There is not much room for this kind of practice if your aim is to fix everything outwardly. Even though it's necessary to engage outwardly—and without a doubt men are called to act on their conscience outwardly as well as inwardly—one has to begin, in a sense, without judgment, and within the context of the fact that we all fail. We have failed before; we fail now; we will fail later. It's the courage to carry on in the face of this repeated failure, to continue to see, to witness, and to participate, that renders the act of living sacred, in so far as we fulfill this responsibility. And the knowledge that we will inevitably fail must not paralyze us—we are charged with consciously inhabiting our weaknesses in equal proportion to our strengths.

Gurdjieff gave us permission to Be.  To be as we are; without pretending to be something special or something higher or something better than others, but to suffer ourselves as we are. Not any other way that we ought to be.

 Suffering ourselves as we are causes us to continually question what we are, where we are, and why we are. Without the friction of what we are rubbing up against our awareness of what we are— as distinct from the identification with what we are—no fire will light the way on our inner path.

I respectfully hope you will take good care.


5 comments:

  1. always helpful - to put it mildy...

    curious about the translation of ' Gleichgültigkeit, or [as] comprehensive validity' - I don't know german but I get 'indifference' as a trans.

    I am not trying to be 'clever' here and totally agree with the post (altho I guess the person known as 'jesus' might also agree) but I did once see Pauline de Dampierre almost 'lose' her temper. She thought pork had been cooked in the Paris centre 'la maison'...
    I never asked about it - and have never seen dietary rules mentioned elsewhere in the work....it's a strange world.

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  2. ok, now I find the link you have to gleich.... it wasn't working before - je comprend.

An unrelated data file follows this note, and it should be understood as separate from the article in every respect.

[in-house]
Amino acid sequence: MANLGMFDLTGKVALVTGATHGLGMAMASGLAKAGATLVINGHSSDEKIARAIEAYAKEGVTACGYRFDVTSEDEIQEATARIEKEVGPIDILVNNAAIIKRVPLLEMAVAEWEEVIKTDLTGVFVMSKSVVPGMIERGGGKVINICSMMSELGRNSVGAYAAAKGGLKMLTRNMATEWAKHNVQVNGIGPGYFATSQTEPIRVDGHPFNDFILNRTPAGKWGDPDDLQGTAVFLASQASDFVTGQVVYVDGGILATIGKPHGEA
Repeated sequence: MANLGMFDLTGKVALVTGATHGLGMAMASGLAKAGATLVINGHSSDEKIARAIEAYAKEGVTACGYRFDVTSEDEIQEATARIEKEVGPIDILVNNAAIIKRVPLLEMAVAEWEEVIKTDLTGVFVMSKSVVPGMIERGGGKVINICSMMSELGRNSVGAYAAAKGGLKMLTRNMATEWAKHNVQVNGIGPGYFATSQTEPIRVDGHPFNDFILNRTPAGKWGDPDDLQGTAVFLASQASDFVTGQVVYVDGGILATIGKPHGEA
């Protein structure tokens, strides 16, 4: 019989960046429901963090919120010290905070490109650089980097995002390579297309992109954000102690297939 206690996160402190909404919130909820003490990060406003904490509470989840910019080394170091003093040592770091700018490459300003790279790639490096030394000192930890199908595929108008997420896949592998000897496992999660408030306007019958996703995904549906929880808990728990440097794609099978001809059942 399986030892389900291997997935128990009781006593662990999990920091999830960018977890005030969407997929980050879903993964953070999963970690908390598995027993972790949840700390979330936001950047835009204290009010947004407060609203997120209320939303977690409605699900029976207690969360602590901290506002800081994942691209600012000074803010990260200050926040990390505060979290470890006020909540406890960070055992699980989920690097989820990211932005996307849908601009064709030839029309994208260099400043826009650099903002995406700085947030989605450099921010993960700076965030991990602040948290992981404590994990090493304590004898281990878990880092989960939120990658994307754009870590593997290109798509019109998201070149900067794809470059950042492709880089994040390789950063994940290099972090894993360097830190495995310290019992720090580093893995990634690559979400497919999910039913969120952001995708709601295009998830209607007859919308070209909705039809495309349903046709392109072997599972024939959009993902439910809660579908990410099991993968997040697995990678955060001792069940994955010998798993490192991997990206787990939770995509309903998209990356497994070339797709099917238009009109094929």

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  3. The difficulty with the word Gleichgültigkeit is that it doesn't actually mean indifference... that's just the best translation English can offer, and—as you can see from my analysis— it's a poor one.

    German is well known for its portmanteau words, that is, the outright ability to "glue" words together and form new ones. This propensity gave German translators working on Buddhist texts in the late 19th and early 20th century a decided edge over those using other languages. German actually allowed translators to "manufacture" brand new words that more closely approximated the original meaning of the texts.

    In any event, the concept of equal validity not only makes far more SENSE in the understanding of Eckhart's use of the word (after all, how could God be "indifferent" to his creation?—the idea is clearly absurd), it also corresponds powerfully to the understandings from Buddhist tradition, in which the conception of the dharma is that of the great equalizer of all dualistic modalities (I positively hate that word, but I'll use it just this once.)

    Perhaps it ought to be mentioned that I am not an "armchair translator" of German. I grew up in Germany and speak it with great fluency—I studied German literature for four straight years in college. Readers will perhaps understand that "indifference" was chosen as a translation because it is a bit less wordy than "the property of having an equal validity."